The Ethereum co-founder and the economics professor disagree about crypto.
On Wednesday, October 10, economist Nouriel Roubini, who teaches at New York University’s Stern School of Business, angrily tweeted to Vitalik Buterin criticizing him for the delay in Ethereum’s proof-of-stake (PoS) development, as well as about what Roubini sees as the impossibility of any blockchain project being scalable, secure, and decentralized at the same time.
Baited, Buterin defended himself but kept civil:
Again, Roubini attacked:
Buterin, of course, maintained his argument but remained equanimous.
What followed was a wash of generally inflammatory remarks about cryptocurrency by Roubini. He asserted that the space features “one shitcoin traded for another shitcoin” and “a cesspool of lunatics with severe Freudian scatological obsessions.”
Since then, Roubini has disseminated his anti-cryptocurrency sentiment throughout his Twitter feed. Along the way, prominent voices in the cryptospace have involved themselves in the discourse, including lead Ethereum Name Service developer Nick Johnson, Cornell researcher Phil Daian, and Unchained host Laura Shin, among others.
According to the discussion, Roubini had misinterpreted, or misrepresented, Buterin’s proposed trilemma. Buterin has discussed the difficulty of creating a blockchain that is scalable, secure, and decentralized all at the same time; often, one characteristic is sacrificed in service of the other two. Roubini argues that it is not just difficult but impossible.
Daian sympathized with (though did not necessarily agree with) Roubini, as the researcher maintains that an interlocutor must engage the opponent’s framework (in this case, that of economics) to win an argument. Johnson clapped back and said the point of the argument was not “flipping” Roubini to Buterin’s side but rather recognizing the falsehoods about blockchain technology that Roubini had apparently spread. Johnson added:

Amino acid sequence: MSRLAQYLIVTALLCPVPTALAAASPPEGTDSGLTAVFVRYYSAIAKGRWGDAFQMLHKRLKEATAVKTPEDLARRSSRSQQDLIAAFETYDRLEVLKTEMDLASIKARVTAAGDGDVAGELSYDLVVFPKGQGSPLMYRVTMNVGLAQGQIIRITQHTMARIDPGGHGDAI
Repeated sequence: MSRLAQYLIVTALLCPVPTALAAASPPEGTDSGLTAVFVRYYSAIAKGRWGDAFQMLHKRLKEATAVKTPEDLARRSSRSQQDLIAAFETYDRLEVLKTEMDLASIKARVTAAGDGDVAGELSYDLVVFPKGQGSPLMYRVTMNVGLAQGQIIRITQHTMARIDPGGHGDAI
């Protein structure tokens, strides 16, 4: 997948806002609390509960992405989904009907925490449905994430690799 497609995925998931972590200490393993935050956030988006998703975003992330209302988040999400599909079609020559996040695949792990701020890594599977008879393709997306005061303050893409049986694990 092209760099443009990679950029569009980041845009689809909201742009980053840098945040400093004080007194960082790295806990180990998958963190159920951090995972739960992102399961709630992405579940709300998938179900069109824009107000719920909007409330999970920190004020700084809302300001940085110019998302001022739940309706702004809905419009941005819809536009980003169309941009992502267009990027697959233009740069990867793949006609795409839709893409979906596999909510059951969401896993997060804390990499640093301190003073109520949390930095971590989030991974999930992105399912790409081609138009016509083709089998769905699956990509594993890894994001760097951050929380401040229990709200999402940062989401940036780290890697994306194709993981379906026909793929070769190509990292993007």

Roubini eventually joined the discussion and noted that he would “be happy to debate [Buterin] any time in public” about his belief in the impossibility of the scalability-security-decentralization “trinity.” He reminded his followers that he had “already debated Joe Lubin” of ConsenSys and received more applause from the crowd than Lubin had elicited himself.
At this point, Shin extended an offer to both Roubini and Buterin to host the proposed public debate on her podcast, Unchained. To the request, Buterin replied, “Yeah sure why not.”
Roubini, however, was less eager, to say the least:
Buterin also suggested Kevin Pham as a moderator for the debate, as he is equally opposed to both parties’ views and could arguably provide an equitable debate experience. Pham agreed:
However, Roubini called Pham a “brainless dwarf” and “thuggish,” implying he would not like to participate in a debate moderated by Pham. In response, Shin (sarcastically) said she wondered if anyone would be qualified to moderate the debate. Buterin tweeted that such a choice in moderator would ultimately be “fair”:
In a community-oriented space where discussions are public and transparent, this sort of exchange is unsurprising (vitriol, name-calling, and all). It’s probably more notable that Ethereum folks have remained relatively measured in their defenses. Perhaps they are simply used to it by now. After all, individuals like Roubini (and his set of anti-crypto beliefs) are not new by any means.
An important takeaway from this discussion, however, is the amount of support Buterin has received – not necessarily for his views, as many community members have argued and opined about the blockchain trilemma, but for him as a person receiving flak from a hater. One thing the Ethereum community does well is, well, community.
Coincidentally, days prior to the Twitterstorm, Buterin tweeted an example of what he sees as productive intellectual debate:
Daniel Putney is a full-time writer for ETHNews. He received his bachelor’s degree in English writing from the University of Nevada, Reno, where he also studied journalism and queer theory. In his free time, he writes poetry, plays the piano, and fangirls over fictional characters. He lives with his partner, three dogs, and two cats in the middle of nowhere, Nevada.
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